WAYNE COUNTY, Ohio (WJW) – Clean up is underway and thousands remain without power after violent storms steamrolled across Wayne County.

Residents say the storms hit like a hurricane but felt like a tornado with strong wind gusts of at least 70 mph.

Some storm spotters reported gusts of more than 80 mph.

“It was just a freak storm out of nowhere,” said Linda Freeman in Wooster. “It was very scary.”

Freeman and her family were all home when the storm hit.

Massive trees around her historic home were either snapped in half or uprooted and toppled onto the house; splitting the roof into two parts.

“Part of it is laying in the neighbor’s driveway and part of it is laying in the backyard,” she said.

The tops were also ripped off of the greenhouses at Moreland Fruit Farm. 

Toppled trees fell across the railroad tracks and several roadways were flooded, including Messner Road which was blocked by both deep water and fallen trees.

Along SR 83 in Wooster, half a dozen power poles in a row were all flattened.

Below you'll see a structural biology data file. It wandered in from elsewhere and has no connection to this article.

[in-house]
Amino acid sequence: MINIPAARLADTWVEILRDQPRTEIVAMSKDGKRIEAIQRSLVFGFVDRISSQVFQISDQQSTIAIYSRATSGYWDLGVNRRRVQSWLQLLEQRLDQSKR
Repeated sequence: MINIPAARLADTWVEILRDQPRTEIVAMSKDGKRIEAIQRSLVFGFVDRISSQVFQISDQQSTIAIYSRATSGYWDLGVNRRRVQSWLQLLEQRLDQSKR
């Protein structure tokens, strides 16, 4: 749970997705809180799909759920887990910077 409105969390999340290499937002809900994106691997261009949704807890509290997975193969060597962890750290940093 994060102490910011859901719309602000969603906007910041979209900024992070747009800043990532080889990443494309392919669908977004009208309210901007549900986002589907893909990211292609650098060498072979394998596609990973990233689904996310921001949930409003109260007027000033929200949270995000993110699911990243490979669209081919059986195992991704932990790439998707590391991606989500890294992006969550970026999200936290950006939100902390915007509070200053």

“South of SR 30 and west SR 83 seems to be where most of the damage has occurred,” said Cpt. Doug Hunter. “Best advice is to prepare to be without power for a significant amount of time.” 

Crews are working around the clock to clear the roads and restore power, but as of 5:30 p.m. Tuesday, many remained in the dark with 5,200 without electricity in Wooster alone, according to AEP.

That’s causing major problems for businesses like the Mini Mart on Dover Road where they just received a large shipment of frozen foods and ice cream before the storms hit.

“Nothing looks like it will be salvageable. Everything’s thawed,” said Assistant Manager Amanda Roberts. “It’s thousands, thousands of dollars lost.”

At HRN Construction and Restoration, their phones started ringing off the hook around 4:30 a.m. and haven’t stopped since.

“It was a little chaotic,” said Mitigation Manager Jordan Swihart. “Just kind of scattered everywhere trying to help as much as we can.”

Authorities are advising people to exercise caution when traveling, to not cross any flooded streets and look out for the downed power lines because it could be days if not longer before things are back to normal.